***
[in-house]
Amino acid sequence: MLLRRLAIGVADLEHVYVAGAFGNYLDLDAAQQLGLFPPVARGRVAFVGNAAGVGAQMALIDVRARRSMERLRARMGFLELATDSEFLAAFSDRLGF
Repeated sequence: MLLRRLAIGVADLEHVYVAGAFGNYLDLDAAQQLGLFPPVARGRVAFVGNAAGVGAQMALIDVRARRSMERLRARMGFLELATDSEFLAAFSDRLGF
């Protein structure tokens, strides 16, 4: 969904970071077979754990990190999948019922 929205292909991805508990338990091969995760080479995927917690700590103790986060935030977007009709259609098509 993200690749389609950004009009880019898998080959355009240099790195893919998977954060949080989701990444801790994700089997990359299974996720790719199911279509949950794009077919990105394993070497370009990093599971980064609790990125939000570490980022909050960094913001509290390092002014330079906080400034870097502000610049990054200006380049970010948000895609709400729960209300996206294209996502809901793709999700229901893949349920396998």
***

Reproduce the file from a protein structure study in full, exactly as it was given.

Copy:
[in-house]
Amino acid sequence: MLLRRLAIGVADLEHVYVAGAFGNYLDLDAAQQLGLFPPVARGRVAFVGNAAGVGAQMALIDVRARRSMERLRARMGFLELATDSEFLAAFSDRLGF
Repeated sequence: MLLRRLAIGVADLEHVYVAGAFGNYLDLDAAQQLGLFPPVARGRVAFVGNAAGVGAQMALIDVRARRSMERLRARMGFLELATDSEFLAAFSDRLGF
């Protein structure tokens, strides 16, 4: 969904970071077979754990990190999948019922 929205292909991805508990338990091969995760080479995927917690700590103790986060935030977007009709259609098509 993200690749389609950004009009880019898998080959355009240099790195893919998977954060949080989701990444801790994700089997990359299974996720790719199911279509949950794009077919990105394993070497370009990093599971980064609790990125939000570490980022909050960094913001509290390092002014330079906080400034870097502000610049990054200006380049970010948000895609709400729960209300996206294209996502809901793709999700229901893949349920396998």